Jack Dorsey’s payments company will no longer be known as Square and is rebranding as Block to better reflect the tech billionaire’s obsession with bitcoin and the blockchain. The latest surprise comes on the heels of Dorsey’s decision to step down from the helm at Twitter. Square has been faster to adopt bitcoin than Twitter, and Dorsey has been upfront about his fascination with the leading cryptocurrency, even saying recently, “I don’t think there’s anything more important in my lifetime to work on.” By rebranding to Block, Dorsey’s company joins a cohort of similarly named businesses that extends to Blockworks, BlockFi, Blockchain.com and The Block, among others.
Dorsey might have set off a chain reaction. David Marcus, who has been heading up Facebook’s stablecoin project Diem, is also stepping down. Marcus announced that after seven years at Meta (formerly known as Facebook), he “made the difficult decision to step down and leave the company at the end of this year.” Marcus, who also oversaw the development of Meta’s digital wallet app Novi, says he will be devoting his time to something fresh. No word if Marcus, a PayPal alum, will be devoting his time to bitcoin.
Speaking of Meta, Mastercard and Mark Zuckerberg’s company have teamed up to help small and medium-sized businesses integrate digital across the Middle East and Africa region. The companies will provide tools such as a webinar taught by seasoned industry professionals in addition to a masterclass on running a business during the uncertainty that has gripped the global economy.
Not to be outdone, Visa chief executive Al Kelly is quoted by the AP as saying that trend of consumers flocking to digital payments that emerged because of the pandemic is here to stay. He cited the example of his own mother, who is now buying groceries online and kicking herself for not doing so before COVID-19 emerged. Visa recently had to scuttle a deal to buy digital payments startup Plaid amid regulatory headwinds.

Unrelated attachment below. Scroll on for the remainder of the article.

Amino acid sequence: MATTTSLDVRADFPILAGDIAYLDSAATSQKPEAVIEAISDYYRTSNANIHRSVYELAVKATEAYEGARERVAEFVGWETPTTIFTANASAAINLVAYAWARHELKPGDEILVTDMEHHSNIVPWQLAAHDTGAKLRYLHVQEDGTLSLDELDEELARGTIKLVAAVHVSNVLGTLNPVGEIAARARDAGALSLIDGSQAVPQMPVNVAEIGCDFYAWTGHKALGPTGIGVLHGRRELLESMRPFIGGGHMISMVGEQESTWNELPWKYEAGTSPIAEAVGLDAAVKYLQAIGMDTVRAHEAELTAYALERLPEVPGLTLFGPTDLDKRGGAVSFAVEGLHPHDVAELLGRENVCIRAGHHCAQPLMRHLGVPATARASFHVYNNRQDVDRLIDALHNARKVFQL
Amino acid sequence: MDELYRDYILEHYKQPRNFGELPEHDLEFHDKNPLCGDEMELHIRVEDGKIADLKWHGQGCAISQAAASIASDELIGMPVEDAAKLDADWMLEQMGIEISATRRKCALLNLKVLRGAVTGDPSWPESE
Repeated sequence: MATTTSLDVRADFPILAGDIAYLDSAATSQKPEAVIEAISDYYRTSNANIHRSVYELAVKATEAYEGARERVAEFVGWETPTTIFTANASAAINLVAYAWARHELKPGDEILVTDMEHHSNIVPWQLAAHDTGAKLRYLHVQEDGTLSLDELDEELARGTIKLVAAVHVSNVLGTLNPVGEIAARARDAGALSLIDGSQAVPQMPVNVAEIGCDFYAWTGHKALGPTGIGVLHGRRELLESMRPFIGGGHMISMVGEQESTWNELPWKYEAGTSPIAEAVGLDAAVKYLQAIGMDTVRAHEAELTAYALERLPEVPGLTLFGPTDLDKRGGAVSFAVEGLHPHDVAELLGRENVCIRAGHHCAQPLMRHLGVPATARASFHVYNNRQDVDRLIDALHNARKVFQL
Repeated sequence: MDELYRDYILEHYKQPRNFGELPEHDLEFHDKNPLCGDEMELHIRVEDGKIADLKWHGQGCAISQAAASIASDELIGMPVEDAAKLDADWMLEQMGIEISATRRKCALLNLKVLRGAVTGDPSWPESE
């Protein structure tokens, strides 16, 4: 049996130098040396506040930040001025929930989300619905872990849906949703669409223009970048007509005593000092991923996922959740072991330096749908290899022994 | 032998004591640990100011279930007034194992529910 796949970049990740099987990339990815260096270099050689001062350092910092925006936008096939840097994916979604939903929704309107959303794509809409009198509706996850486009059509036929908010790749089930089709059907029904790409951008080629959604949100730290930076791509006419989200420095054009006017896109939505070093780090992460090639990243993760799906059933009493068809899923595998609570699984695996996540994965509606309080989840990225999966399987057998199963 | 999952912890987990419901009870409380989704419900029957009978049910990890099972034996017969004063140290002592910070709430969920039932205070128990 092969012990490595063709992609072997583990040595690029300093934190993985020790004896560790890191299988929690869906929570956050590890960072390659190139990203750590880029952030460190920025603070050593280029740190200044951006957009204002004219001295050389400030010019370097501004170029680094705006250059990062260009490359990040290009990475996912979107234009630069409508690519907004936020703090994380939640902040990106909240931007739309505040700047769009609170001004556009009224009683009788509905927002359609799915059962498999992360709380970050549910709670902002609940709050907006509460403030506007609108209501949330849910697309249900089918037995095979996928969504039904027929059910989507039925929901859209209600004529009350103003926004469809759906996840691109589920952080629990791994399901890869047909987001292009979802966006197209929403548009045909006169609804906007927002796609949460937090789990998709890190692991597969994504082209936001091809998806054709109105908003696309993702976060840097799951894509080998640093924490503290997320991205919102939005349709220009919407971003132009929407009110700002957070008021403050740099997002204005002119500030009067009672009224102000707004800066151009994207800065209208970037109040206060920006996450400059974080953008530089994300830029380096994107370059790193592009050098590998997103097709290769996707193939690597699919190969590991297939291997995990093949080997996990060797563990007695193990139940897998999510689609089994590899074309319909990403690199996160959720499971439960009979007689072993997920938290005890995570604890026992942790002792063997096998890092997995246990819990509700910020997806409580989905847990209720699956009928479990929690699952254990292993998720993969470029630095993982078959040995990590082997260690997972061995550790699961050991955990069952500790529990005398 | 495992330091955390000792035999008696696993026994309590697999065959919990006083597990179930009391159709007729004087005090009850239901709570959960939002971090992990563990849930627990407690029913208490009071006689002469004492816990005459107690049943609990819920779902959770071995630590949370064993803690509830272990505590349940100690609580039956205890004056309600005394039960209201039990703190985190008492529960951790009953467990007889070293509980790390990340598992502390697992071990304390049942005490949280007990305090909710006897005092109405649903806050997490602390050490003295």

Retailer Kohl’s might not be a fintech, but one activist investor wants it to look more like one. Engine Capital, a NY-based hedge fund founded in 2013, has offered some advice to Kohl’s management, suggesting that the company separate its e-commerce division from its brick-and-mortar business to bolster the share price. The hedge fund estimates that based on e-commerce sales revenue of more than $6 billion, the online division alone could be valued at nearly $12.5 billion. They suggest taking a page out of Sears’ book and monetizing the company’s real estate.
Holiday sales are off to a robust start, according to PayPal. The payments platform has provided an update on how its buy now pay later (BNPL) feature is performing, saying volume on this platform was up fivefold on this year’s Black Friday vs. year-ago levels. The surge in BNPL volume reflects the growing demand for this type of short-term credit among consumers. PayPal CEO Dan Schulman noted 9 million-plus consumers have given the company’s BNPL platform, which lets users pay in four interest-free installments, a whirl.
Aussie BNPL startup Afterpay, which is in the process of being acquired by Block (formerly known as Square), will have to wait a bit longer for it to be a done deal. Block is awaiting regulatory approval from the Bank of Spain, causing Jack Dorsey’s company to postpone the shareholder vote on the deal, which is still expected to close in 2022.